“My theory about creativity is that the more money one has, the more creative one can be.” Robert Mapplethorpe
That quote by artist Robert Mapplethorpe may be true, but its exact opposite might also be true. What role does money play in the creative arts?
As a young violinist in the Midwest, I worked hard to become a better musician, to audition and win an orchestral job in a major symphony. I had little experience with anything outside of that, until I began to get calls for things like weddings and parties, and other “pick up” gigs (with players being picked up and thrown together for a few hours of sight reading). Suddenly, I was making what I considered to be pretty good money, and I began to put my energy into finding more of these cash producing endeavors.
In other words, my playing (in the form of a service) had become commodified.
Investopedia defines commodity this way: “A commodity is a basic good used in commerce that is interchangeable with other goods of the same type.”
Sounds pretty dry, right? Even….cold. And when we’re talking about anything to do with the arts becoming commodified or treated as a product, we’re heading down a road that can be slippery and treacherous at best, downright stagnating, thoughtless and heartless at worst. Here in the U.S., where capitalism is the financial system by which we operate, the effect on art has been telling.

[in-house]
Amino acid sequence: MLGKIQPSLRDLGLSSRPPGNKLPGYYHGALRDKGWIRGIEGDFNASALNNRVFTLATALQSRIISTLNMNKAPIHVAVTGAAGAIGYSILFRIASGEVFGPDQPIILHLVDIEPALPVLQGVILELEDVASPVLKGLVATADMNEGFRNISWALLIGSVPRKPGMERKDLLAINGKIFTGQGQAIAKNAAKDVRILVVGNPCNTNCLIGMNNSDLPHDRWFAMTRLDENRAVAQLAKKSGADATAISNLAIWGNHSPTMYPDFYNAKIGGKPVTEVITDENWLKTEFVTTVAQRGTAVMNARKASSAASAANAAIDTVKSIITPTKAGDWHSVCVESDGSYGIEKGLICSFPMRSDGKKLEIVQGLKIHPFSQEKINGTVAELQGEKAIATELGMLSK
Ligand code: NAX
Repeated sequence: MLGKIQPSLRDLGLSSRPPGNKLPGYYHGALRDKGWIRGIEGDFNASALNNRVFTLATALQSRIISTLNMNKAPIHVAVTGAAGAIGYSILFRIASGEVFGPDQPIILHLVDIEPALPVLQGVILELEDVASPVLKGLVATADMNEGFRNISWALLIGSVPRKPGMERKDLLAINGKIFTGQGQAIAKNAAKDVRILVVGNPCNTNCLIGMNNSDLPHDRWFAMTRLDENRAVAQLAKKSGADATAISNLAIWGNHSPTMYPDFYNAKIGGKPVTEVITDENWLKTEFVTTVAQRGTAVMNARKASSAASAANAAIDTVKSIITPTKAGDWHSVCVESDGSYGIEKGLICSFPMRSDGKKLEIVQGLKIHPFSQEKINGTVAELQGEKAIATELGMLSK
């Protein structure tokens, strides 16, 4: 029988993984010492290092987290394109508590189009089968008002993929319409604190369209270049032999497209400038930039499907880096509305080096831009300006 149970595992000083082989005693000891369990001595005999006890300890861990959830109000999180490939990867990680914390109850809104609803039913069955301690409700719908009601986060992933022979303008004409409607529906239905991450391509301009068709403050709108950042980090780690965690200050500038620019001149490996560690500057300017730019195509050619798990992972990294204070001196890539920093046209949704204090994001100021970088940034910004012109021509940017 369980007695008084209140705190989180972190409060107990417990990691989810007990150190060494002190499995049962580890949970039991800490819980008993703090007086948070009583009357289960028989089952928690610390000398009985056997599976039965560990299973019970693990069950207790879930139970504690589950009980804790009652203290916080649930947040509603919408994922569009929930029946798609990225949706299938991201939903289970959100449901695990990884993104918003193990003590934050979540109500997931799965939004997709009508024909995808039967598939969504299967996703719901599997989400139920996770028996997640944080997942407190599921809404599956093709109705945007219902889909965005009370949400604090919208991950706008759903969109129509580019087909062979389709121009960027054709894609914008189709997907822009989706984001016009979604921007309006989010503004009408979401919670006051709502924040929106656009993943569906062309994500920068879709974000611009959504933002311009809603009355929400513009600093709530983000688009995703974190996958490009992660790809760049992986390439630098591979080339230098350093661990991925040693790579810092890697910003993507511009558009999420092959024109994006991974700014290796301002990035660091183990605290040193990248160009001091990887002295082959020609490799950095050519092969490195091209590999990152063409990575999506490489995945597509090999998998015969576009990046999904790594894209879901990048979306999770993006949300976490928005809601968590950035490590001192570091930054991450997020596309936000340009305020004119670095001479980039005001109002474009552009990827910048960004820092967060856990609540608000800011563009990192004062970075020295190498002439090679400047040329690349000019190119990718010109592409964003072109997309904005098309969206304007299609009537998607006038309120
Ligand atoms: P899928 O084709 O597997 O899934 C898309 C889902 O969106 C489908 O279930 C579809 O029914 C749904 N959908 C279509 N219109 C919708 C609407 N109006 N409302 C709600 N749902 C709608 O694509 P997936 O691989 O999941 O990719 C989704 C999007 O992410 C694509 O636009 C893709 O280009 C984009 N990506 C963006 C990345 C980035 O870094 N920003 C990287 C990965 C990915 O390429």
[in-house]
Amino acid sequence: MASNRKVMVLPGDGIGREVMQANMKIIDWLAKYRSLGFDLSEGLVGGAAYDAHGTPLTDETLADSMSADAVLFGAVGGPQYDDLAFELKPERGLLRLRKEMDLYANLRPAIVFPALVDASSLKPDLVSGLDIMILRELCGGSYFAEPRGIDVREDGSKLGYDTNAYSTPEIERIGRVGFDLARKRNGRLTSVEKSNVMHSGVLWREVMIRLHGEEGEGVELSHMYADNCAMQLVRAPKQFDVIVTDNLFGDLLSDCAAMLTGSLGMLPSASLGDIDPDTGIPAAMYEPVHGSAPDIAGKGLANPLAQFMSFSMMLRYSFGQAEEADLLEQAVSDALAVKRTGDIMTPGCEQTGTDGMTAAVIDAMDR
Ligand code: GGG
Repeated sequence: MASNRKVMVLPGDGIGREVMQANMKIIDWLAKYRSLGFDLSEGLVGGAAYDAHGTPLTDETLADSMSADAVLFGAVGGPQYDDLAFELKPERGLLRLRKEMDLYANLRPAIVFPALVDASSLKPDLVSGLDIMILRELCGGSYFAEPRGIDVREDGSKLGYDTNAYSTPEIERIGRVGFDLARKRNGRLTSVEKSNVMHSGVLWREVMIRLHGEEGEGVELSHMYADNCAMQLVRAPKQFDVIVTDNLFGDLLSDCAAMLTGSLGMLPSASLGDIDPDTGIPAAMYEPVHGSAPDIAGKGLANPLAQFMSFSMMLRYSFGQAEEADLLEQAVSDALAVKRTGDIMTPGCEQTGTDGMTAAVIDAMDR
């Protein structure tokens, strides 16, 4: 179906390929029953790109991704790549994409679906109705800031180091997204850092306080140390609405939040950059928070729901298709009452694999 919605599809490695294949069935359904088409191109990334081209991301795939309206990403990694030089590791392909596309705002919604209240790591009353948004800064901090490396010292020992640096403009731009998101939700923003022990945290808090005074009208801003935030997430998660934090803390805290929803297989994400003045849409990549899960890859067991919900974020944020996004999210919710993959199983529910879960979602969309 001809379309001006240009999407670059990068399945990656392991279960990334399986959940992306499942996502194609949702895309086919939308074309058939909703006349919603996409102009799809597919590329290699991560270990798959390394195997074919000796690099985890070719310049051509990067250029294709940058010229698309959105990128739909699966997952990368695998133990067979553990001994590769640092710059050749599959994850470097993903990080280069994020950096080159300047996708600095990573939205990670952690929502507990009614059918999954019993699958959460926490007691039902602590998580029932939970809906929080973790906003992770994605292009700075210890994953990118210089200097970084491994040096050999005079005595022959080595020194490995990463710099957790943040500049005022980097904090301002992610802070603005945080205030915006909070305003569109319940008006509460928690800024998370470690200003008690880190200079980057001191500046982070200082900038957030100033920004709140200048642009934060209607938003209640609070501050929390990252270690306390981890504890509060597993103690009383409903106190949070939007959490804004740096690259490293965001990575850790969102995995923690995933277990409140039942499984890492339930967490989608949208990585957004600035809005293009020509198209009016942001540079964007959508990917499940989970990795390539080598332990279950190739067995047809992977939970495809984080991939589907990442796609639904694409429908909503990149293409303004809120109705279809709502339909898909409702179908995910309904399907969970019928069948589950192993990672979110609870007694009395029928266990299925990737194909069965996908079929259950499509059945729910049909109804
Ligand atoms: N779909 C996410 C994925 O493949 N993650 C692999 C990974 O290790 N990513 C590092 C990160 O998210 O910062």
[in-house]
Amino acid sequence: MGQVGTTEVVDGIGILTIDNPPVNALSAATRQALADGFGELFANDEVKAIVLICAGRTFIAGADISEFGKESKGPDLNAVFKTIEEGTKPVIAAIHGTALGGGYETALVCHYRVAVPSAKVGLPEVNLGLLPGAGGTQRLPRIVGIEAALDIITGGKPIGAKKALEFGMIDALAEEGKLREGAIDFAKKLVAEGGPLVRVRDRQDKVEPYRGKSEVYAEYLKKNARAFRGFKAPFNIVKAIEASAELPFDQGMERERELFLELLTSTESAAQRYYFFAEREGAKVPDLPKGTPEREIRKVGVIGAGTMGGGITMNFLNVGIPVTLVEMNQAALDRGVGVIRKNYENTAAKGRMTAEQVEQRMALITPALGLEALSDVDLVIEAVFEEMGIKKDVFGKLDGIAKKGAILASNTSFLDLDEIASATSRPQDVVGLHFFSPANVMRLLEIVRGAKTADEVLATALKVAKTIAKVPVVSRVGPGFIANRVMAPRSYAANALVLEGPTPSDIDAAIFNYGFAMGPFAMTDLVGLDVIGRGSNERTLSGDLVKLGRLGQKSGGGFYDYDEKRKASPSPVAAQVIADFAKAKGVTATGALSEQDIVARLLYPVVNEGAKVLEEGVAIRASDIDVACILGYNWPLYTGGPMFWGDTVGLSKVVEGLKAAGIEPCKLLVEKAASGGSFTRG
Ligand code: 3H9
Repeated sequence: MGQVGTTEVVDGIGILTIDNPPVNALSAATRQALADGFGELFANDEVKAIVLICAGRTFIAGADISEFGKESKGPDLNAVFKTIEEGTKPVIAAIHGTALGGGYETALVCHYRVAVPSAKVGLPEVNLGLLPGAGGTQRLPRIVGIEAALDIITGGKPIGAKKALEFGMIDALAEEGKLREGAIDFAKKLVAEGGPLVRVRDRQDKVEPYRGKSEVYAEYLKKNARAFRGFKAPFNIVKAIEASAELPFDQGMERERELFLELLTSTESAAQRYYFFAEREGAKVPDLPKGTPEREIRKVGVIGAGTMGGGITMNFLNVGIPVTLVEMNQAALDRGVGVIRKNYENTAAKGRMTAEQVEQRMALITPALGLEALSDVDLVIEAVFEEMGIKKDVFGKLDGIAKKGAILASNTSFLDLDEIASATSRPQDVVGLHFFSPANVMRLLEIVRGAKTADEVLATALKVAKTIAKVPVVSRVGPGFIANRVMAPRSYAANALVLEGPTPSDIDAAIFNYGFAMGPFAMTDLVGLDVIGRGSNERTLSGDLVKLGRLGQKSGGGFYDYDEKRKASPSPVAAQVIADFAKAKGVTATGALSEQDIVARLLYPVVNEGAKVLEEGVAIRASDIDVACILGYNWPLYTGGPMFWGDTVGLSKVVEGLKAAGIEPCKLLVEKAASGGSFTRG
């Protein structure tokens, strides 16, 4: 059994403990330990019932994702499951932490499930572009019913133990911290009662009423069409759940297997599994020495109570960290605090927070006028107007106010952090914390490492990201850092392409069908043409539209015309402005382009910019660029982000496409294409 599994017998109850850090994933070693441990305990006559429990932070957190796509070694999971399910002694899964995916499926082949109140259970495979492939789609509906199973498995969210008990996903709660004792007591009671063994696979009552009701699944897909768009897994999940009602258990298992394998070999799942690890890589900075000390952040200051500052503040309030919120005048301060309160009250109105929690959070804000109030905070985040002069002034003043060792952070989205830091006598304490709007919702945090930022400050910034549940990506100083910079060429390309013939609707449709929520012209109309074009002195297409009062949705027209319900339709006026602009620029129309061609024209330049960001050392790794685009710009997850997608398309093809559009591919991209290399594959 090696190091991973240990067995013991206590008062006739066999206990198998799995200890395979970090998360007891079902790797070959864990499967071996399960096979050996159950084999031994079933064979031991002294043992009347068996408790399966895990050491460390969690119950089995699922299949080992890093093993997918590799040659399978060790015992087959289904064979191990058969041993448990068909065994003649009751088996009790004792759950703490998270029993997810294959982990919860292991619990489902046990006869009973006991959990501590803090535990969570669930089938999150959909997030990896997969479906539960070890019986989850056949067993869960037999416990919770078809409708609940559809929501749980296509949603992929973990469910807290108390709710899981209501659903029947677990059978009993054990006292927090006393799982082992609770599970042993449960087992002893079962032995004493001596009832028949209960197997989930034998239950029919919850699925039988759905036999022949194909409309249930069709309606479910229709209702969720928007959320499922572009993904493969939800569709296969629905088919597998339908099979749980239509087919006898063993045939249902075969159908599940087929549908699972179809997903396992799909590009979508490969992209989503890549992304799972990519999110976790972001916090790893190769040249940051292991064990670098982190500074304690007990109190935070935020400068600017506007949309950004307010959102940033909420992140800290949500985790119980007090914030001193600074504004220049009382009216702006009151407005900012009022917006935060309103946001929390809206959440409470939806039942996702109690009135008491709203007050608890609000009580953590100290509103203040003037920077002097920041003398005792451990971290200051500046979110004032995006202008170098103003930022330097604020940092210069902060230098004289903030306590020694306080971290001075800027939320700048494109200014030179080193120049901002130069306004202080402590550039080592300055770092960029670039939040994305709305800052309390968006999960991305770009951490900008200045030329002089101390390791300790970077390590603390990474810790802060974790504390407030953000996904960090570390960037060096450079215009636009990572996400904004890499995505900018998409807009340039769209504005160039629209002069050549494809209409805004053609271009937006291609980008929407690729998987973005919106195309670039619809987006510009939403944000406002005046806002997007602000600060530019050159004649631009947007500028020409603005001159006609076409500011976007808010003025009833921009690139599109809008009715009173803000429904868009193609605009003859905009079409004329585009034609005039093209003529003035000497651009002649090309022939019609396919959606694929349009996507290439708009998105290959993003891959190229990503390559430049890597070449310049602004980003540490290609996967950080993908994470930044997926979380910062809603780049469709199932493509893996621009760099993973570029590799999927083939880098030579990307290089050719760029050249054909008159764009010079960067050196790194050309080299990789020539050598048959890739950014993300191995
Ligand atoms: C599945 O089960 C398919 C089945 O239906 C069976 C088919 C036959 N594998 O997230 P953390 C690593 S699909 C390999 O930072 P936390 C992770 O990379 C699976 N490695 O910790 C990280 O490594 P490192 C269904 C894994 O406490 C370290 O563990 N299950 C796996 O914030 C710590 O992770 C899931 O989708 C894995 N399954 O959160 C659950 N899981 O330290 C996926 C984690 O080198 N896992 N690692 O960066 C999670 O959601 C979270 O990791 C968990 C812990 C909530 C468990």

Art is at its best when it is devoid of distractions such as money, status and popularity, is created based only on intuition and heart, and isn’t impacted by anything else. You don’t necessarily have to be a starving artist to achieve this, but as soon as the money becomes more important than what you’re producing, there’s a subtle change in thinking. When an artist asks themselves “What will sell?”, they are treating their art as a commodity, and all energy and creative thinking begins to go into answering that question. Clearly, this is a different question than, “What am I inspired to create?”
A good example of this is when the billionaire artist Jeff Koons decided he wanted everyone to be able to own a piece of his art, so he and the clothing company H&M came up with a fifty dollar purse that showcased a picture of his popular Balloon Dog. The collaboration with H&M was primarily utilized by Koons to promote his exhibition at the Whitney Museum (and make millions in the process), but of course, the purses are still out there in circulation, and are being bought and sold as collector’s items, extending their usefulness as promoters of Koons’ so-called art. (I say so-called simply because there is a LOT of disagreement out there about whether his creations constitute art, or are simply commercial fabrications masquerading as something more than they are.)